What is Clean Energy?
After so many abstract concepts, energy as a key to a sustainable future was something the pupils had some knowledge. Nevertheless, as energy engineers, this topic is something we cannot often talk enough about: Sebastian introduced renewable and non-renewable resources for the means of energy production. Esteban continued with solar PV, the immense amount of energy coming from the sun and the resulting wind on the earth, which can be harvested using gigantic wind turbines. Esteban accentuated the fascinating world of renewable energy with a small homemade wind turbine fueling an LED, when powered by a blow dryer. This got the kids attention. Some were skeptical and assumed that a battery would be powering the LED, but Esteban explained that the energy solely comes from the small electric engines which act similarly to the dynamo of a bike.
David had the challenge to talk about nuclear energy and its advantages and disadvantages. Júlia then explained what it meant to harvest biomass and why non-renewable energy sources are still used nowadays. Eventually, David concluded that energy efficiency is one of the most powerful tools we have as consumer. After the heavy explanation about energy resources, another game helped the kids process the new information Each table had to allocate different statements to the respective energy source. Each table was supervised by one of the CommUnity members to ensure that the learning outcome had been achieved.
Why does renewable energy make a difference?
What does it mean to act in a sustainable way in the context of renewable energy? Once again, the kids had to split up in teams for a game that sums up the workshop. White and orange coloured ping pong balls were handed out to each of them.The orange ones represented the renewable energy resources, while the white ones were conventional gas, oil and coal for conventional energy plants. Each team had the same number of balls but a different proportion of renewables, to the point that some teams had no renewables at all. The game was played in rounds. Every round, the students were asked to consume two units of energy and they could choose the resource they used. After the kids handed us the resources they chose, we returned the orange, renewable ping pong balls to the basket, so they could be used in the following turn as well. The first round caused slight confusion. Apparently, the kids did not expect getting the renewable energy back. After the final round, the total amount of remaining energy that each team had was counted. This symbolized the energy that they would have had for the next generation. The aim of the activity was to show that renewables are an endless resource, therefore consuming it does not diminish your pool of resources.. However, if you rely on non-renewable sources there is less options for the following generations to satisfy their energy needs. This activity successfully challenged and braced the understanding of forward thinking in the context of renewable energy.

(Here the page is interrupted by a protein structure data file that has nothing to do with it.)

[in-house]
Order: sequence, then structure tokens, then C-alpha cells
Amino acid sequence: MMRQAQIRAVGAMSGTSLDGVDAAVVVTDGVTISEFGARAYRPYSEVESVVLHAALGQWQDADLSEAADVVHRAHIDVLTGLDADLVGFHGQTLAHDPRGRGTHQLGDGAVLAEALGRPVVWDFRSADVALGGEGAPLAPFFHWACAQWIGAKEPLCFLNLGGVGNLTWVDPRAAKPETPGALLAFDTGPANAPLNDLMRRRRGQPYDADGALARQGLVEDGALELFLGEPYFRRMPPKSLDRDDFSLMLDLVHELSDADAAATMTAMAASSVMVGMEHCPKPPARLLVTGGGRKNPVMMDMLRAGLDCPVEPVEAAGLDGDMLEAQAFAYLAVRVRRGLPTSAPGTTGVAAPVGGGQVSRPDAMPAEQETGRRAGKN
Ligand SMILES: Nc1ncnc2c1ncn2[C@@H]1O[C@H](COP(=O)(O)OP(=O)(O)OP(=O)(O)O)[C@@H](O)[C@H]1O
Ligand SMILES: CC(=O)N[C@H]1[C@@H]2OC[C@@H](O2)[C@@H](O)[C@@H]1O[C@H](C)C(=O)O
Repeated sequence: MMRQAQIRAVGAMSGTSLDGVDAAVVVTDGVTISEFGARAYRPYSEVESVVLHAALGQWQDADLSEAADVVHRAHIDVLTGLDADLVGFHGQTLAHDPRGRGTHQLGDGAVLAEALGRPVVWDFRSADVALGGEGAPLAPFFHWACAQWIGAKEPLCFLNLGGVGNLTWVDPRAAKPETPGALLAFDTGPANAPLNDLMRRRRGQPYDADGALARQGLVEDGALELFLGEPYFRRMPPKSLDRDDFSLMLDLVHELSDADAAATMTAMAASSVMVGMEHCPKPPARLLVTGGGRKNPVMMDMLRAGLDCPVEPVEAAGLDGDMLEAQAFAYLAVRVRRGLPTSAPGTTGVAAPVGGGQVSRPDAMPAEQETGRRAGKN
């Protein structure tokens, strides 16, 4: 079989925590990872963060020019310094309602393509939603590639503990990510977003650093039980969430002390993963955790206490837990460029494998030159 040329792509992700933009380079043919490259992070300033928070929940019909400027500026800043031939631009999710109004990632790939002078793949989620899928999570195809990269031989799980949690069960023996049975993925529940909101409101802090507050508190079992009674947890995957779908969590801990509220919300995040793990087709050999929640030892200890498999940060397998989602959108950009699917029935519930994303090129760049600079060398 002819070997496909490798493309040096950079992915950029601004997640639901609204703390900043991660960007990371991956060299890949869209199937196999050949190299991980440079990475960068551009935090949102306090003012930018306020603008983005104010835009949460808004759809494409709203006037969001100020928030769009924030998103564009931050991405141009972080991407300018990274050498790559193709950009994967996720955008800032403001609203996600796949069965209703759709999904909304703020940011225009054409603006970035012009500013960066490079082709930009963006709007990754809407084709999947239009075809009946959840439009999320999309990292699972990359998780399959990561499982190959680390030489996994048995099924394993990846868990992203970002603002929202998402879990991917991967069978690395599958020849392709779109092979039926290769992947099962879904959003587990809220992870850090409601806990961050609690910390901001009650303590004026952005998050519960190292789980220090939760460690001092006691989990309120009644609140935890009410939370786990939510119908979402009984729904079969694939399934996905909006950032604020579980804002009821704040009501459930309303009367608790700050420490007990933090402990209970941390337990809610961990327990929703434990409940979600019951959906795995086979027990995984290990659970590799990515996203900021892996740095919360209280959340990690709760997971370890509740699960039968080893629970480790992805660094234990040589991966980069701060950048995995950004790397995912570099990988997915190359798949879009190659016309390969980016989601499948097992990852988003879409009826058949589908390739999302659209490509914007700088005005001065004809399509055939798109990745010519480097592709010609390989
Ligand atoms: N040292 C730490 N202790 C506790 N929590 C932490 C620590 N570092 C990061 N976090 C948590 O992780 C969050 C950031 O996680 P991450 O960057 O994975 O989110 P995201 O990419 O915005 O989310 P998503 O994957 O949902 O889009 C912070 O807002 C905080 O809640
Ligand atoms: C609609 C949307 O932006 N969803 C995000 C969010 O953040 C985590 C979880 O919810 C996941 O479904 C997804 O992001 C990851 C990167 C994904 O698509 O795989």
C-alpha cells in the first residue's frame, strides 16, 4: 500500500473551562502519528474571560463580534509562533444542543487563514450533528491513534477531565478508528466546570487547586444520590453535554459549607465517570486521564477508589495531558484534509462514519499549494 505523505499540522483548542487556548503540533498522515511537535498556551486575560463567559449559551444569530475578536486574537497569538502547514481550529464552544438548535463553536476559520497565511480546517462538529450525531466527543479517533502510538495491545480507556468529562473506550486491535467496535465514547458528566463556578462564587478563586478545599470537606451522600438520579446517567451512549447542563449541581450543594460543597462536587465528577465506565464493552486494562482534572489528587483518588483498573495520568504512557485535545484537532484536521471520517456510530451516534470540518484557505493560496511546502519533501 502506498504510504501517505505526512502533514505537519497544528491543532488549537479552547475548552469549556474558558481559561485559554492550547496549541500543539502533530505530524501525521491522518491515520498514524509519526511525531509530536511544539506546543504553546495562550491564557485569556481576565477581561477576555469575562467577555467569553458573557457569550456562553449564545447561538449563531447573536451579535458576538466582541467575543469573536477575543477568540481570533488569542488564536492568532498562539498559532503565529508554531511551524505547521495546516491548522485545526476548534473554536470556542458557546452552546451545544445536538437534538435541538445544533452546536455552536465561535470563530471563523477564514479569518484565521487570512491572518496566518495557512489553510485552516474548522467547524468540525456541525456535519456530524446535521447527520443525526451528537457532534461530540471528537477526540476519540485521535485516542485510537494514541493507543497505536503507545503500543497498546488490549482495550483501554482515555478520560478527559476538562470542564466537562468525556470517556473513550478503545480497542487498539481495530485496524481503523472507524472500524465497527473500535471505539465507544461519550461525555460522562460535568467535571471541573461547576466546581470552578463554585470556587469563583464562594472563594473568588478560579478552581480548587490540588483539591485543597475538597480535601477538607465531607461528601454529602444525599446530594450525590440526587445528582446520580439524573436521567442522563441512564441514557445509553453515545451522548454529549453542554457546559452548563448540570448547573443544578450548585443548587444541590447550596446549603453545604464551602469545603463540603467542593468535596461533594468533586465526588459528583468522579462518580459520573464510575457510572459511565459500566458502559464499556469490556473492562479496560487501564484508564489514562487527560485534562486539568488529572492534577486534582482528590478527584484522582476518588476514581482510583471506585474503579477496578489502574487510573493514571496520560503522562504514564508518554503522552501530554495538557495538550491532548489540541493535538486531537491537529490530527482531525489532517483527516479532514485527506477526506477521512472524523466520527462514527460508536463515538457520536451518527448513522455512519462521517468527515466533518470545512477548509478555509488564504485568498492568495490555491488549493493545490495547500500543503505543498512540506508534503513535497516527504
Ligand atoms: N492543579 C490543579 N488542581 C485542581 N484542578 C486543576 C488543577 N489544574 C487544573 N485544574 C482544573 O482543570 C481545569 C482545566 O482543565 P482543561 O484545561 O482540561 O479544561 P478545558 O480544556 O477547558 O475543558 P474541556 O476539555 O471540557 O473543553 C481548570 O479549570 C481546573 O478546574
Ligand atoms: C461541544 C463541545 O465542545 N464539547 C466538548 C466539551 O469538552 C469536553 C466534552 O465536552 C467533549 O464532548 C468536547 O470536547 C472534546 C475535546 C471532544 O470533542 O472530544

The UN Sustainable Development Goals
Kids were noticeably worn out and the attention dipped, but in a last attempt we concluded the workshop rounding up by showing the Sustainable Development Goals. Clean energy is just one goal among others, such as: zero hunger, clean water and sanitation, no poverty, and quality education education, with 17 in total. The most important to take away is, that every person in every position can contribute to sustainable development.
After the workshop is before the workshop!
The interaction with the kids was amazing and incredibly inspiring! It motivated us to follow up on this and to expand it to something bigger. We are currently working on the feedback we got from the kids and teachers. Moreover, new activities explaining new concepts are being worked on. The translation of the workshop material will be something to focus on, as well. The material was created in English and has been translated to Spanish already, but more languages will follow. In terms of dissemination, the material, including instructions will be uploaded soon.
Thank you to everyone who has been involved so far!
By Leon Haupt and Julia Bayascas Caseras
The CommUnity Post
Published on 02 October 2018